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Wednesday, July 22, 2015


Abandoned houses on 7-21-15--North Philadelphia 2

[North Philadelphia]



Rudy said...

Looks like parts of Detroit, but I haven't been there for a while.

I've been told that the ball wreckers and bulldozers have been at work in places...

Linh Dinh said...

Hi Rudy,

Since the abandoned houses in Detroit tend to be bigger, with more land around it, they look sadder. Staring at one, I'd think, Such a big, beautiful house, and the people had to flee!

Gentrification is pushing out from Center City, but I seriously don't think it will last much longer. With the economy even more obviously in distress, there will be more crimes and civil unrest will explode. My guess is you will see another wave of white flight.

David Swanson wrote recently, "Yes, I also want to say Free Mumia. In fact, I want to say Free all the prisoners. Turn the prison holding Mumia Abu-Jamal into a school and make him dean."

Only a white man living outside a city can even think of writing, "I want to say Free all the prisoners."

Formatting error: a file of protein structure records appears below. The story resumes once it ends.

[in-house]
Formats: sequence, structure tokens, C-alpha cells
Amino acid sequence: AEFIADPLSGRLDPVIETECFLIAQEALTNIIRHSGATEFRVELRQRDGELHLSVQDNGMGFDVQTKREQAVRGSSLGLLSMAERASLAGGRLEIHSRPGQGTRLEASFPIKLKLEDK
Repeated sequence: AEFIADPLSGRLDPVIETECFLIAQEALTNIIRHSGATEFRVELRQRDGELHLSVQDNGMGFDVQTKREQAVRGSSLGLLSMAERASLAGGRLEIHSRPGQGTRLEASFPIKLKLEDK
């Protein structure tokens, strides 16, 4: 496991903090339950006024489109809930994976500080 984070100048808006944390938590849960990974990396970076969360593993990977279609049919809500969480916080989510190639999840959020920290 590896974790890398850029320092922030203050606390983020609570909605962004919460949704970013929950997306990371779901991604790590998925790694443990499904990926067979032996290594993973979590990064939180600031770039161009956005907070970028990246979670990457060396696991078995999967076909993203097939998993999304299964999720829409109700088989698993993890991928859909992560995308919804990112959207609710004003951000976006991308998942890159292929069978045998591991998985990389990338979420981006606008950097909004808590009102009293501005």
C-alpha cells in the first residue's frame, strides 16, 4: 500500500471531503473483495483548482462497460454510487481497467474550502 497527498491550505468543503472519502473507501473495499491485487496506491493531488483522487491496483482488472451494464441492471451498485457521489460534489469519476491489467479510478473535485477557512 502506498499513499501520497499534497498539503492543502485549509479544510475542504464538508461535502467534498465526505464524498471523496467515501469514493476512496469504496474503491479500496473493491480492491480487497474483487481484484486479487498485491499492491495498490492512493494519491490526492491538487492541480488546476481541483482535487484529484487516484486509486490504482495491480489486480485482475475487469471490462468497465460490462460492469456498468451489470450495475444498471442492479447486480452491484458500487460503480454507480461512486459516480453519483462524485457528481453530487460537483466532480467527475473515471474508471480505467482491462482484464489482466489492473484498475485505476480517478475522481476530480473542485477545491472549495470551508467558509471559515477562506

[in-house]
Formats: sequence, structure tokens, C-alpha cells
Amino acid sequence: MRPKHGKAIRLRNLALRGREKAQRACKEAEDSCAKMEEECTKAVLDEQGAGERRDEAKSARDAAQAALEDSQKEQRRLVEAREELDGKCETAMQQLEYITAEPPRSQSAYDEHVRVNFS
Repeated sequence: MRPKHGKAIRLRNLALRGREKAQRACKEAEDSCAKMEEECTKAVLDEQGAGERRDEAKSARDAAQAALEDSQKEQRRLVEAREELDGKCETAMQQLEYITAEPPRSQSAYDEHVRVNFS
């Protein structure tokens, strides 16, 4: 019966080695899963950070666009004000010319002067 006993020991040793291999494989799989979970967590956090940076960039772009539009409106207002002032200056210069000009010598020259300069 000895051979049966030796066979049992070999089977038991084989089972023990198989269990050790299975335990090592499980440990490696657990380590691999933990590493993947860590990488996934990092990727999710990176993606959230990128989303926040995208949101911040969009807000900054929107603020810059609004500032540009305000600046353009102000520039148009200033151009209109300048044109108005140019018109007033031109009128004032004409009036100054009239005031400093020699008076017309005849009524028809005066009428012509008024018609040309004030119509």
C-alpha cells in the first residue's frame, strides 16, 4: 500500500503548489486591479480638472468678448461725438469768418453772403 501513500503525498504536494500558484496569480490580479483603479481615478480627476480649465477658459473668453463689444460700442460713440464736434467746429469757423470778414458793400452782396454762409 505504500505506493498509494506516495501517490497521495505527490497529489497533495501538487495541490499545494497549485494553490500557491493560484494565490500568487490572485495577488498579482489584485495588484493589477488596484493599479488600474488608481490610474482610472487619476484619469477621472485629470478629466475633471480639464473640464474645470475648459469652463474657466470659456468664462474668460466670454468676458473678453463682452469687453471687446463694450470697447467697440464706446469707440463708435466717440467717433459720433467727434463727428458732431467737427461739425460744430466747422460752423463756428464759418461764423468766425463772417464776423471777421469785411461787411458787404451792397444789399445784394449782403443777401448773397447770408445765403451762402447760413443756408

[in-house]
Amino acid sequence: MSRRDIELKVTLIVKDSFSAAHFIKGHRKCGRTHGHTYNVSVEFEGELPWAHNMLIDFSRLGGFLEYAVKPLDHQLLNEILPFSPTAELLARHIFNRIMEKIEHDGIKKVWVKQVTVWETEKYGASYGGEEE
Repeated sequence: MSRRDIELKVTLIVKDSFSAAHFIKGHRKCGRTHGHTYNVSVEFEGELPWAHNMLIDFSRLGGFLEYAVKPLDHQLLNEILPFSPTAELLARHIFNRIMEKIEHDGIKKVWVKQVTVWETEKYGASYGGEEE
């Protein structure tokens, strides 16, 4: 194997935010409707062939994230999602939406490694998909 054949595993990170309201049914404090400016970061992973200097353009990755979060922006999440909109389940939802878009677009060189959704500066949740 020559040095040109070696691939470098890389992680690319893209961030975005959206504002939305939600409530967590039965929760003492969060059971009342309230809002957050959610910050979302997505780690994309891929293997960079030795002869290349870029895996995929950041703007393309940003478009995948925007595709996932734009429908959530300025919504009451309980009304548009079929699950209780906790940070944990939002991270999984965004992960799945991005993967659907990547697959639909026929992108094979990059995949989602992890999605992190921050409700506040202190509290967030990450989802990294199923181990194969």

Most city dwellers, white, black, brown or yellow, would retch in disgust at such a statement.


x larry said...

all of it is engineered. there's now a terrible situation. one wants to live a whole life, to test oneself. one way, at least for me, was to 'do' the big city. i came to philly so naive i can only laugh in a way. i walked through west philly streets, 43rd and spruce area, and said hi to everyone i passed on the sidewalk. within six months i had been taken in by every possible scam. when i first got there i walked everywhere, and remember heading to center city then south philly way down, back through the italian market. i was in love with the place, but i had great ambitions and thought, i could be mayor. it didn't take long, no not too long. i wandered north of market to lancaster around 40th and right through the project grounds--first time i began to feel scared. people really stared for sure, long haired white boy! i worked a year and a half at a shelter for teenagers. this is what did it for me, changed me for life. i could no longer relate to white people or black people. i became hard, though--at least i thought so, and it was true too in many ways. it's just a defense or in a place like north philly a survival mechanism. but i came from a very soft place, totally priveledged, a suburb without a city (a corporate headquarters in the midwest, a company town, most people i knew were very comfortably off). after a couple of years in philly i scoffed at everywhere else, even chicago. i walked through kansas city while visiting relatives there and had to keep from laughing--glad i didn't venture too too far east of troost ave, though, i had forgotten temporarily that it was not long before the murder capital.